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Domino Jointers Are they really worth it, or just a gimic

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sometimewoodworker

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It is very easy to place two rows of 10mm dowels with precision using a dowelmax jig, it is not so easy to place multiple dominos without using the sloppy setting so it is not suprising that the dowel joints come out stronger. If you could place the Domino's as easy then they would be stronger, as yet I have got some ideas using the FCC tools alignment jig and spacers on the plate but not 100% yet. The placing using the dowelmax is just easy but slow.
The first point is that placing multiple dominos using the tight setting in precise locations is neither rocket science nor is it difficult. It’s how I started using mine. If you can’t be bothered to take the time to be exact or understand the technic for placing them then using the first wide setting on one side in some points just makes a fast job faster.
The second point is that the exact fitting of the domino adds little strength to the joint, as it’s the wide sides of the domino that have the (glue) strength. The rounded ends are a very small area in comparison. When I make a different size domino I don’t bother to round them I just knock off the corners.
 
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Spectric

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The first point is that placing multiple dominos using the tight setting in precise locations is neither rocket science nor is it difficult. It’s how I started using mine. If you can’t be bothered to take the time to be exact or understand the technic for placing them then using the first wide setting on one side in some points just makes a fast job faster.
I will say that I have tried probably almost everything to achieve what I want, the biggest step forward for 18/22 mm sheet goods is the FCC DAJ, that delivers a precise means of location every time. Putting a single domino into a joint has been acceptable in most cases but when I need two it becomes more difficult, many people will say that the sloppy setting on the 700 is too sloppy, it could be reduced. On the other point gaps in joints cannot be good, if there is a gap then you are reliant on the glue more, with wood to wood contact the loads are directly transfered.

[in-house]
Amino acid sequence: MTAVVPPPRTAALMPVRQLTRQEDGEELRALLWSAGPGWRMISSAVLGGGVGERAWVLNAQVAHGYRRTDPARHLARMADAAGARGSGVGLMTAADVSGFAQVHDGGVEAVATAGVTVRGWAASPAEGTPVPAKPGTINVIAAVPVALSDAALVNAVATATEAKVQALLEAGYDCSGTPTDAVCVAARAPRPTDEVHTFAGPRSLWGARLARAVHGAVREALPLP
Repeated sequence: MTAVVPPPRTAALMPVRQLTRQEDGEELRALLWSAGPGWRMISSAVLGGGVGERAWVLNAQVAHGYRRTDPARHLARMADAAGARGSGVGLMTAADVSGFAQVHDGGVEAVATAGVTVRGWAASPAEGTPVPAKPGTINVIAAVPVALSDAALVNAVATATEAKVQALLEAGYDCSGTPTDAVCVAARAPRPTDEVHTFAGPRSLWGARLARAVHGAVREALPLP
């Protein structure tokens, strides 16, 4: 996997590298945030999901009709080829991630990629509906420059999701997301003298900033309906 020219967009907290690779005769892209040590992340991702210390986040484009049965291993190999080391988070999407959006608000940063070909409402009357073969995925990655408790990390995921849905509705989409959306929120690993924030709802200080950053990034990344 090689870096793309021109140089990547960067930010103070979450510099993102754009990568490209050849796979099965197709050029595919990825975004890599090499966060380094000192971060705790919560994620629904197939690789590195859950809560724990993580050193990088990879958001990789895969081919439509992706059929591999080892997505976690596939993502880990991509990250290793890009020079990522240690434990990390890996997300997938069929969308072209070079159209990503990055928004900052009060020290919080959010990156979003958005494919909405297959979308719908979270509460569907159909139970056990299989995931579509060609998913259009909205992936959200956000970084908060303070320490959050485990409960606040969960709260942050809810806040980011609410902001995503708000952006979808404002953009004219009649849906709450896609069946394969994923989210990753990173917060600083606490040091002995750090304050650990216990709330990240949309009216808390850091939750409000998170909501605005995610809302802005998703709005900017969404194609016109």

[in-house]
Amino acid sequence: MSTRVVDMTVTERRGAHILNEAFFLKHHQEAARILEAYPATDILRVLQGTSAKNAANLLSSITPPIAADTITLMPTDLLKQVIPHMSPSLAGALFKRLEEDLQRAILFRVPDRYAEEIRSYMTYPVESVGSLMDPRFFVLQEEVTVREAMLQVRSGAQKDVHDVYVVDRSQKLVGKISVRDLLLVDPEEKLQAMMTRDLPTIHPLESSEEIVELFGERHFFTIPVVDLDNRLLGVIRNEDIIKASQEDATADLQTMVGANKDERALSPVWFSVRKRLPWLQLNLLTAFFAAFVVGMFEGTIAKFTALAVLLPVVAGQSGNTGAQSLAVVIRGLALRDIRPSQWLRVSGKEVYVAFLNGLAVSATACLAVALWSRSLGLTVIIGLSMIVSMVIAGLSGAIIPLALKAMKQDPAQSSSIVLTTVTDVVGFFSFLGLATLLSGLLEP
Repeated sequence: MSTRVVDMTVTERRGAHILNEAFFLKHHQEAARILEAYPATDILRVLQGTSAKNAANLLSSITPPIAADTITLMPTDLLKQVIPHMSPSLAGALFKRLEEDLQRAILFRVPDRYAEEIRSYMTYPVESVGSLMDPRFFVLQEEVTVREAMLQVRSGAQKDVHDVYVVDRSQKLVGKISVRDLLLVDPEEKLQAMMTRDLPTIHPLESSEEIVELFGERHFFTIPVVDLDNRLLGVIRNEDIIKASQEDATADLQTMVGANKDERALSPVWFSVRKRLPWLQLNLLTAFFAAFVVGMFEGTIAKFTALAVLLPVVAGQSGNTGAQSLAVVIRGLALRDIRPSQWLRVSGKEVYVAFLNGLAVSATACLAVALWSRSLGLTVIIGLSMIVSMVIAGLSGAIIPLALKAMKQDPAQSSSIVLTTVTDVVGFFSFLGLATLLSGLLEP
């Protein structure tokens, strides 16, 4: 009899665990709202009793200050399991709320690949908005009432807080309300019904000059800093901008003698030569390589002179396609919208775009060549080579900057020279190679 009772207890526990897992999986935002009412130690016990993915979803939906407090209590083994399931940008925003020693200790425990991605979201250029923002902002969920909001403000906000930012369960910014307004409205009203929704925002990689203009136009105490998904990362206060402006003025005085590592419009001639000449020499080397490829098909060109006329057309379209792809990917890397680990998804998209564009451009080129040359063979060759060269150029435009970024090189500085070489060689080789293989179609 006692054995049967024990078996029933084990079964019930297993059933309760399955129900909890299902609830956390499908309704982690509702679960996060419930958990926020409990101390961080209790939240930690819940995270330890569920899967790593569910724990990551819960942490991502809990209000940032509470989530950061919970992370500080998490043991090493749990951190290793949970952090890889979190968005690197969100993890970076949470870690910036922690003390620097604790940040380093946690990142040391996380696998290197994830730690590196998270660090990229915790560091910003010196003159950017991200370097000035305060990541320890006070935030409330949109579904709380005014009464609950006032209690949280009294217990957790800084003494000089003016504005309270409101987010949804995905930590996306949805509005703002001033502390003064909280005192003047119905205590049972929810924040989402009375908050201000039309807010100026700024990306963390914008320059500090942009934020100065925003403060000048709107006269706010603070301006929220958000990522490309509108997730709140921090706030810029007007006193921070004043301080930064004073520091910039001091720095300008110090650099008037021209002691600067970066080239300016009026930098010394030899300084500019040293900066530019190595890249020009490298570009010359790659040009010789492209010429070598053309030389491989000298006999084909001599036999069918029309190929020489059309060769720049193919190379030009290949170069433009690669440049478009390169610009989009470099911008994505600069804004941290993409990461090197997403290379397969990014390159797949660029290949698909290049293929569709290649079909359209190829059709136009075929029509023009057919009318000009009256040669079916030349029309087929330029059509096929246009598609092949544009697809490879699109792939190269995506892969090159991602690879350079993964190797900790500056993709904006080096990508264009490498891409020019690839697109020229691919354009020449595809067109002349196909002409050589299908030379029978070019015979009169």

sometimewoodworker

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On the other point gaps in joints cannot be good, if there is a gap then you are reliant on the glue more, with wood to wood contact the loads are directly transfered.
That phrasing suggests that your opinion is that a glue in a wood joint is less strong than the wood.

However all testing proves that for a long grain connection virtually every modern glue is stronger than the wood.

So why is relying on the glue a problem?

If this is a significant concern this suggests that the design of the placement of joints in your objects isn't as good as it could be.

The accepted method is for at least 1 domino joint is set to be narrow on both sides to accurately position the work pieces, my experience is that if I take a little time I can set every domino on the tight setting however if I don't want to take the time for that then I set every one tight on one side then the first tight on the other & the rest on wiggle 1. The first tight domino will guarantee location and that the joint can not slip as it's impossible to shear a domino in a joint (unless the joint design is terrible when I guess there maybe a chance)
 

sometimewoodworker

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Yes that is true but wood to wood, these glues cannot bridge gaps and is I think why I read someone suggesting cassymite glue.
The space at the ends of a domino slot when set on wide add or reduce the strength of the joint by very little it’s such a small percentage of the glue area, filling it with a gap filling glue, even epoxy or a urea formaldehyde glue will add little extra strength.

The need for a dowel to fill the hole has probably skewed your thinking into believing that it’s the only correct way for a joint
 
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